The other day, I purchased pork & apple burgers from the local farmers’ market. The first 3 went down a treat, shared between myself, my daughter and my husband. But suddenly in the 4th one, my husband discovered a squashed piece of metal. Knowing his history of cracked  dental fillings I was all for persuading him it was a piece of alum…but no, it was a piece of metal shot.

Images of the farmer taking pot shots at flying-pigs rather than pheasants, leapt to my colleague’s mind as I retold this story. But seriously folks, this is a food safety issue. Bearing in mind, the day before, my daughter had chucked out her pizza because it had insects cooked into it, I felt inspired to check other incidents out.


When you see what has been found in the records from  our public health database, Global Health, you can understand why “Foreign material in foods (glass, plastic, metal, etc.) is the biggest single source of customer complaints received by many food manufacturers, retailers and enforcement authorities”…


Consumers don’t then complain about poor tasting food to manufacturers!

What records on weird & wonderful items have I found in your food? Ones that should not be there…not like the brass rings in barnbrack, the traditional irish soda bread.


(“Food contamination” and “foreign bodies”) is a good search-string to use in Global Health, but far better is to use the cabicode system, as we have  a cabicode term  QQ200 devoted entirely to Food contamination, toxiclogy and residues. Cabicodes make searching an entire concept so easy.  Using cabicode QQ200  alone, yields 74 records. and a selection of records retrieved is in the reference list below.


Another relevant searchstring is :

de: (foreign bodies)

which  yields 271 records and tells you about the problems which occur when you get as far as actually eating & swallowing the foreign object.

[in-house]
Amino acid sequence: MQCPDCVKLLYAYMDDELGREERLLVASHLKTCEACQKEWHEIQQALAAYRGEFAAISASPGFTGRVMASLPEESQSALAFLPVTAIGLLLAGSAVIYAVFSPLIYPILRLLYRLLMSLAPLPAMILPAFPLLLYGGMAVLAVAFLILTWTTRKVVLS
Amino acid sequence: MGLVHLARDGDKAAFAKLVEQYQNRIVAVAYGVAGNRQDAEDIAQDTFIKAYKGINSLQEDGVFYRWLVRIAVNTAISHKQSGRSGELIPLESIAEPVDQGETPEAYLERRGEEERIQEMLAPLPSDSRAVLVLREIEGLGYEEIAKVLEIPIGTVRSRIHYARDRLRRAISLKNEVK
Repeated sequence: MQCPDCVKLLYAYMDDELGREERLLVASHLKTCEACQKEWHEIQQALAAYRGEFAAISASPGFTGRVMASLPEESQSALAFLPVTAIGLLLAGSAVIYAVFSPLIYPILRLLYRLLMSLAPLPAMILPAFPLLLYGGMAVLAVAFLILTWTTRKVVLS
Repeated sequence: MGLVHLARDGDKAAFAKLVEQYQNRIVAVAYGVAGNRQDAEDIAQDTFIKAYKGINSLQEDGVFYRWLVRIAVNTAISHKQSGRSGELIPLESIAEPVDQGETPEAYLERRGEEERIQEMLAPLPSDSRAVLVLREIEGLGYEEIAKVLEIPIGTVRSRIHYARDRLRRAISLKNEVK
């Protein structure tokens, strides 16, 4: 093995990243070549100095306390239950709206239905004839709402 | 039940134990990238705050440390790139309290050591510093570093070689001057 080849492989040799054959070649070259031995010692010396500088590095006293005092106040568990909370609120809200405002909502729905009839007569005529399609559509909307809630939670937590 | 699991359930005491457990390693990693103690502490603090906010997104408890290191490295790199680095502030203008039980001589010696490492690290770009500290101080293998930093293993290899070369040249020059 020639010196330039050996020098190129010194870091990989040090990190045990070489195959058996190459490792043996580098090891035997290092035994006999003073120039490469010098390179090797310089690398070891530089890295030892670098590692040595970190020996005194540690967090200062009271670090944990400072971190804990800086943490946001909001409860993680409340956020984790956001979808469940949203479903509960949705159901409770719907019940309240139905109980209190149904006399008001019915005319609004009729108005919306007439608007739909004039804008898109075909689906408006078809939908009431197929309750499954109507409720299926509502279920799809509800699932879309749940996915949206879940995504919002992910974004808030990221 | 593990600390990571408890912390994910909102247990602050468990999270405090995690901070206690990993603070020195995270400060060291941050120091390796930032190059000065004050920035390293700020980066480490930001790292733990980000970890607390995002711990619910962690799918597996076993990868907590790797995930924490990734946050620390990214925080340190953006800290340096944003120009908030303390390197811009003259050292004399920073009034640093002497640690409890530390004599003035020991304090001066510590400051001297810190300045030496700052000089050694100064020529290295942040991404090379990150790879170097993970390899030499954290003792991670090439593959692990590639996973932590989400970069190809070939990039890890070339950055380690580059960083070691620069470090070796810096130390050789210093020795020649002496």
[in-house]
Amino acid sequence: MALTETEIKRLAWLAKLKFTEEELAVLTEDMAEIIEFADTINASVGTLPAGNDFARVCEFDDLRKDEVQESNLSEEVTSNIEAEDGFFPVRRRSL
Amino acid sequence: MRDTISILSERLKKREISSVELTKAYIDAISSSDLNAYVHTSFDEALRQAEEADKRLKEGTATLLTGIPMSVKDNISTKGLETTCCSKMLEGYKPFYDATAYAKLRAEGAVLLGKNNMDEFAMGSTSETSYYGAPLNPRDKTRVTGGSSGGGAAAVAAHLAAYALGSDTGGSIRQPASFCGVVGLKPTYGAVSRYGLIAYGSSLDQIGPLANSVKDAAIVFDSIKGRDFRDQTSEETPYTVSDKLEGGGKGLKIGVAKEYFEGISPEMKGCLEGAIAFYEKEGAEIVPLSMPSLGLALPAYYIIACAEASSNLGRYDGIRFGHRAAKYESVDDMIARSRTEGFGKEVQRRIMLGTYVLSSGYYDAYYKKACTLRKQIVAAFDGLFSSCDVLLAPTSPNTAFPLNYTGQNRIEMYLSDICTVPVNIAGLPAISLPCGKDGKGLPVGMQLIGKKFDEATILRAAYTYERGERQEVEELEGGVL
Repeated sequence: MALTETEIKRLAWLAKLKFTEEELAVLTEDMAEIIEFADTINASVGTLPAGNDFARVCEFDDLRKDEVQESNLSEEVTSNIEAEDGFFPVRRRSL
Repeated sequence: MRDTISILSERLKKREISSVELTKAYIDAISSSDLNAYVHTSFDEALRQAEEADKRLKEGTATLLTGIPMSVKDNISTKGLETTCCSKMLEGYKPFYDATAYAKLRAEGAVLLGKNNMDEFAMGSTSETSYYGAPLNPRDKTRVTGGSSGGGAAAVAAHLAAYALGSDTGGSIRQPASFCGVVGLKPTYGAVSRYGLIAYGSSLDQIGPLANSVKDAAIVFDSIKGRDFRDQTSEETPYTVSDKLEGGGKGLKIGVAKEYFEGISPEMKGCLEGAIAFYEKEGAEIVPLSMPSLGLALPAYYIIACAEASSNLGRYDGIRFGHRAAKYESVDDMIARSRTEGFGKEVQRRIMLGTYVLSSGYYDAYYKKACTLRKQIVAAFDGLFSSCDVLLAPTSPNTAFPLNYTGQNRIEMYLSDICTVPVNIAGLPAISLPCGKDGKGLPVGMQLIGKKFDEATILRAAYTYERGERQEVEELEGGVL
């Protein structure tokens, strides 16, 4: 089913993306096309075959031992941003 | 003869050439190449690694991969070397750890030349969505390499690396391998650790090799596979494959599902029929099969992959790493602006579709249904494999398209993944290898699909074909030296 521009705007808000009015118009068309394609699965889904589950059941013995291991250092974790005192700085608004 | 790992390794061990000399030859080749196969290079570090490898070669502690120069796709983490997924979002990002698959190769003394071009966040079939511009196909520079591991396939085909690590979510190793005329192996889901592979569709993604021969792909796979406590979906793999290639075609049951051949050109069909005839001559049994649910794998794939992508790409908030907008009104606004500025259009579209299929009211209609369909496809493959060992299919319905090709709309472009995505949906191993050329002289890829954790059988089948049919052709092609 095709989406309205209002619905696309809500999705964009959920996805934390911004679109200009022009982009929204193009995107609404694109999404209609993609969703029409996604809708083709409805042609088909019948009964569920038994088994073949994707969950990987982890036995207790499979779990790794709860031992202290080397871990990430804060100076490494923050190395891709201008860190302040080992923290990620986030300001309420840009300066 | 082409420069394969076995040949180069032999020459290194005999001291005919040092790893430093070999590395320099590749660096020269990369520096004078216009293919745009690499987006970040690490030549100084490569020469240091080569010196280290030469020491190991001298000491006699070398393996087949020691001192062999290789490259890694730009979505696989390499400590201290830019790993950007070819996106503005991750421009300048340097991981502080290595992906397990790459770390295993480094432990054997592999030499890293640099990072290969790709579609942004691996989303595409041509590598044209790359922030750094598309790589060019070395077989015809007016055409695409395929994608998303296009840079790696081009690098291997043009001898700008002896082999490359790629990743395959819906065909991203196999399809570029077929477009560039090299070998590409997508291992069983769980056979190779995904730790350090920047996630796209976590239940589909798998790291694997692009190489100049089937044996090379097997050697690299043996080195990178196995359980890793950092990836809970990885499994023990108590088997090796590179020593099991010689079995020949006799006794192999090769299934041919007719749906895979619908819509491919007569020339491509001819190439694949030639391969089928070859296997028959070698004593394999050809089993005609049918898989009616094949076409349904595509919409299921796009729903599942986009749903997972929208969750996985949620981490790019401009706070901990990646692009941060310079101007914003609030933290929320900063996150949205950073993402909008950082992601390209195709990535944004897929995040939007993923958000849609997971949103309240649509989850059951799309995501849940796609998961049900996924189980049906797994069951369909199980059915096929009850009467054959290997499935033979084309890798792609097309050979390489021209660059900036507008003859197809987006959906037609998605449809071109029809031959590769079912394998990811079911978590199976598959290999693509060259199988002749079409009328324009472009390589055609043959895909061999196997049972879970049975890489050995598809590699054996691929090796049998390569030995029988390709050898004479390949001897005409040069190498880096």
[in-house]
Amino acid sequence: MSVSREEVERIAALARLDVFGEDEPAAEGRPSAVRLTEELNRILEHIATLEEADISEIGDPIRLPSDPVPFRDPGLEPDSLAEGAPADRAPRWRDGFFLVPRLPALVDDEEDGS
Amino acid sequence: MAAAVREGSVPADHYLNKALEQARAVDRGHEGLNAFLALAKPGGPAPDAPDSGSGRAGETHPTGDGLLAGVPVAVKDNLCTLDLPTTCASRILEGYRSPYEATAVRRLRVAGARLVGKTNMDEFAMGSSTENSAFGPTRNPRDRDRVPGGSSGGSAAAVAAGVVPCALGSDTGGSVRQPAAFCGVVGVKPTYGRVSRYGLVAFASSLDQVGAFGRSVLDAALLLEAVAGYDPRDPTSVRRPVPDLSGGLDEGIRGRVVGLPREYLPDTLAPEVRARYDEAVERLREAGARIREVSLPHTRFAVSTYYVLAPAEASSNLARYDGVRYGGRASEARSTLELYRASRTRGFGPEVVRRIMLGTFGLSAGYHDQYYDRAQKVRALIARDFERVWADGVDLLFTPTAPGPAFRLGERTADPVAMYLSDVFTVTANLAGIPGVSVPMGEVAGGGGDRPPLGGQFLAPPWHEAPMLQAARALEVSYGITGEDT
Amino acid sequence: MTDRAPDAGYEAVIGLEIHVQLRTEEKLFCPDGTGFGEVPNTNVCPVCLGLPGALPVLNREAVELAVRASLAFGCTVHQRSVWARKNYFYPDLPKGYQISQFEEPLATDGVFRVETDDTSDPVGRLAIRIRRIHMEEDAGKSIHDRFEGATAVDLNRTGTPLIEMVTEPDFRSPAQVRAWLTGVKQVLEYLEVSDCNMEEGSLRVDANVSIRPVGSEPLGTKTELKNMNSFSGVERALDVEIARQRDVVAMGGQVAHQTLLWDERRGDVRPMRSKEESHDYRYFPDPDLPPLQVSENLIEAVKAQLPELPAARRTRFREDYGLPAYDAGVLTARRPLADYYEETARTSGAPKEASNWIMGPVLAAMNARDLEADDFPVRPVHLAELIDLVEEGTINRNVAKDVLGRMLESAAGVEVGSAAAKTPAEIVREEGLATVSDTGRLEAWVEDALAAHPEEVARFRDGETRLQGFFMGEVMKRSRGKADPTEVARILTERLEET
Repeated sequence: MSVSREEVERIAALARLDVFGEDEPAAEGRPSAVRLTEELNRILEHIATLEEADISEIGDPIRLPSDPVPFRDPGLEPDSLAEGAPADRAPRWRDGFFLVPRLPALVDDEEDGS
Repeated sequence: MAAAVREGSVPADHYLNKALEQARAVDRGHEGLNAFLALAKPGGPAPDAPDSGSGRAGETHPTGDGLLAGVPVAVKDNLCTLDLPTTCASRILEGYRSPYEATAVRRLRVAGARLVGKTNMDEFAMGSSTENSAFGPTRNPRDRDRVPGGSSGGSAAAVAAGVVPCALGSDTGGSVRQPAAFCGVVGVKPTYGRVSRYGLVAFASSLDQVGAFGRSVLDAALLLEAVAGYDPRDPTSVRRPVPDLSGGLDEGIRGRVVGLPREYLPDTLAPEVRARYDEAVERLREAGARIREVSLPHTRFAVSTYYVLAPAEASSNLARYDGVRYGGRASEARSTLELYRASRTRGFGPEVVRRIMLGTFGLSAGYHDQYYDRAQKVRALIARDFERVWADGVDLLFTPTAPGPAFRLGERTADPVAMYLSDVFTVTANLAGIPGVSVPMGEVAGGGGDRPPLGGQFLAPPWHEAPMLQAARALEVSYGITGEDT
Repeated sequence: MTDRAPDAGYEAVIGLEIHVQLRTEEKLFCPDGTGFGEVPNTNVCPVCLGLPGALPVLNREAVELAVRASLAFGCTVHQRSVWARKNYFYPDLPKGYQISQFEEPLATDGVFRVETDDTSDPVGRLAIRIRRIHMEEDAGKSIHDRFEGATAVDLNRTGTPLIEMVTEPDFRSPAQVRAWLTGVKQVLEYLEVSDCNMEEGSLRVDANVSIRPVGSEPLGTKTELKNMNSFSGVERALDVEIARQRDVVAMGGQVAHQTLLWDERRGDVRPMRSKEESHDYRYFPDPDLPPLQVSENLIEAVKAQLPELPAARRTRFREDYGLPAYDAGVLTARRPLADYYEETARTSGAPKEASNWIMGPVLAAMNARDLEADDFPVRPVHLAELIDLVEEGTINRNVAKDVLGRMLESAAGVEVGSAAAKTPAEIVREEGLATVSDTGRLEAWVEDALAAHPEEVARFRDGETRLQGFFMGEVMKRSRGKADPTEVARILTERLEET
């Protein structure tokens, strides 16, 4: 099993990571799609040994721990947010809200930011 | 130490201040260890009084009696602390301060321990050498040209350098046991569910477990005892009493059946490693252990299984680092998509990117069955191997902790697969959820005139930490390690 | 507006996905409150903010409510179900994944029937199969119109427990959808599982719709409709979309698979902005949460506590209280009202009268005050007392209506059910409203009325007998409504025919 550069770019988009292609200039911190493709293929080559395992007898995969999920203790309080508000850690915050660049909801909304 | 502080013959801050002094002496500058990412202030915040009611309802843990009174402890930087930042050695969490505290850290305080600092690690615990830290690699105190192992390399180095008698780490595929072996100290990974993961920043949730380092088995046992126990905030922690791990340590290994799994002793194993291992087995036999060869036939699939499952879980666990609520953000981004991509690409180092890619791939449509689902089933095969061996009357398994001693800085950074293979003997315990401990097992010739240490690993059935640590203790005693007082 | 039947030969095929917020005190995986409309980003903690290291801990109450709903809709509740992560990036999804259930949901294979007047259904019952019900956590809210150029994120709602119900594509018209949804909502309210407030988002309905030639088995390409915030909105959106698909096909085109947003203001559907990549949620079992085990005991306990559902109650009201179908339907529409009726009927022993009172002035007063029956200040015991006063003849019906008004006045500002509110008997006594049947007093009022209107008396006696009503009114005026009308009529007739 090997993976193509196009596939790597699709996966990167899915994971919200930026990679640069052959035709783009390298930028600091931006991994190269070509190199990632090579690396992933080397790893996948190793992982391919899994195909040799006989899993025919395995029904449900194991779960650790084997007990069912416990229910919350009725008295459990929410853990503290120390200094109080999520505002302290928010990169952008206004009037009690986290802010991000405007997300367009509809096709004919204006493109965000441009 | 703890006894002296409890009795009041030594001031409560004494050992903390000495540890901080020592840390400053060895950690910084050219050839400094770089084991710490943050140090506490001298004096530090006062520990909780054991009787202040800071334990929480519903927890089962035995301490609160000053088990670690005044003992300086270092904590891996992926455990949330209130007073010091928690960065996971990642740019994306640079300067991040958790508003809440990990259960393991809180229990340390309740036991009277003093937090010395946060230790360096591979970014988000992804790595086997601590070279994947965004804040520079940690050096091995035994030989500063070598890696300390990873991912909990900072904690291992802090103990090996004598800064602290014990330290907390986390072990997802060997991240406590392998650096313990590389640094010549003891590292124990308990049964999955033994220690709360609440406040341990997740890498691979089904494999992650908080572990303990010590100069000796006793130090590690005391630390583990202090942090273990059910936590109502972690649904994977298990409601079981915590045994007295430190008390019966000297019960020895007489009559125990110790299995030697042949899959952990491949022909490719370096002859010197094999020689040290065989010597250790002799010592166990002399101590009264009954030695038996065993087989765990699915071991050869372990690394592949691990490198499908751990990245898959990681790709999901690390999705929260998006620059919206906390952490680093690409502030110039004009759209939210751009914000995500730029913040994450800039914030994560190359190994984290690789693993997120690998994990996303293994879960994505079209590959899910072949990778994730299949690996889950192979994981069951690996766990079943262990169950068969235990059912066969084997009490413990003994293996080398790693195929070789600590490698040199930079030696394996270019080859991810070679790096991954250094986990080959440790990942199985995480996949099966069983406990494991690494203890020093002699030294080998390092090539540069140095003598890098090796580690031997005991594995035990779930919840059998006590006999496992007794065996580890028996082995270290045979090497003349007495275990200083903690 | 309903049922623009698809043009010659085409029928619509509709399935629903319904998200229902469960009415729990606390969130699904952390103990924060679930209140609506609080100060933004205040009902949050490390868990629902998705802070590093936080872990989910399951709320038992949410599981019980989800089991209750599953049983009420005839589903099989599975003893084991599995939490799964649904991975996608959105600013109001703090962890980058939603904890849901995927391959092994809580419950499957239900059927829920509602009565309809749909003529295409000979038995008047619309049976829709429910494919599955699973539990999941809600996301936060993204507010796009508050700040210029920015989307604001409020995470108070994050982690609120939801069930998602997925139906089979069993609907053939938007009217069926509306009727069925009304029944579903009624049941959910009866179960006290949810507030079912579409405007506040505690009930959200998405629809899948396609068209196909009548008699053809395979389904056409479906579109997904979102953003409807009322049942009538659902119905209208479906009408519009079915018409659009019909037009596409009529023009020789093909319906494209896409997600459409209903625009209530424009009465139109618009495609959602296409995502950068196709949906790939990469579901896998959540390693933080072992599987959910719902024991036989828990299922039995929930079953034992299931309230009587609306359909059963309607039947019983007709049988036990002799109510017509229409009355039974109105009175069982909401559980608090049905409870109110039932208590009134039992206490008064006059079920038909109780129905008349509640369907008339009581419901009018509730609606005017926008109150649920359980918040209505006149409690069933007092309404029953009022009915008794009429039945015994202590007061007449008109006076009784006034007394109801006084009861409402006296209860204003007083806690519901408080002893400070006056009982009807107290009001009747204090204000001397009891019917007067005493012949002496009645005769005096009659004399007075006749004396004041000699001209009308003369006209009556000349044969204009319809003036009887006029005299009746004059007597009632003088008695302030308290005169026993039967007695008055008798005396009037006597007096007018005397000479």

Objects (disease-causing organisms not included) such as:

burnt matter

synthetic  matter

vegetable material

sand grains

human and rodent hair

insects, larvae, mites, moths




Many of the records refer to detection methods…including a whole book devoted to it4 which includes a chapter on using magnets (which would have removed the shot in our burger). Every chapter has a separate record in our database, which clearly enables a user to establish quickly if the book is relevant to their particular needs. Other than in this book, the methods described in journal articles include ultrasound, soft X-rays and optical imaging.


  Amongst other references I have included: 5  which illustrates the dangers of eating foreign bodies and 6  which is from 1976, and since the advent of BSE, hopefully is no longer an issue for western countries. It describes a Canadian experiment to see if chickens fed garbage will prove a food hazard for the consumer, if, along with the garbage, they also consume broken glass. Domestic garbage may well contain glass particles, if its’ not been separated for recycling


References (available to subscribers of Global Health)

  1. Research of dirtiness and strange materials in bee (Apis mellifera L.) honey.  (Pesquisa de sujidades e matĂ©rias estranhas em mel de abelhas (Apis mellifera L.). J. CiĂŞncia e Tecnologia de Alimentos 2008 Vol. 28 No. 1 pp. 32-33

  2. Microscopic quality indicators of minas frescal cheese. J. Food Control 2008 Vol. 19 No. 1 pp. 71-75
  3. The use of light microscopy in a study of extraneous matter and authenticity of guava, strawberry and grape jams. J. Food Control 2004 Vol. 15 No. 6 pp. 497-499
  4. Detecting foreign bodies in food. Detecting foreign bodies in food 2004 pp. xxii + 306 pp. Edwards, M. ( Book, 15 chapters)
  5. Endobronchial foreign bodies in Vietnamese adults are related to eating habits. J.  Respirology 2010 Vol. 15 No. 3 pp. 491-494
  6. Rapid and on-line instrumentation for food quality assurance. Tothill, I.E. Book, 19 chapters)


1 Comment

  1. Marija on 10th June 2010 at 9:40 pm

    Is this is a true what BBC say:Being short ‘raises heart risk’
    Look this:

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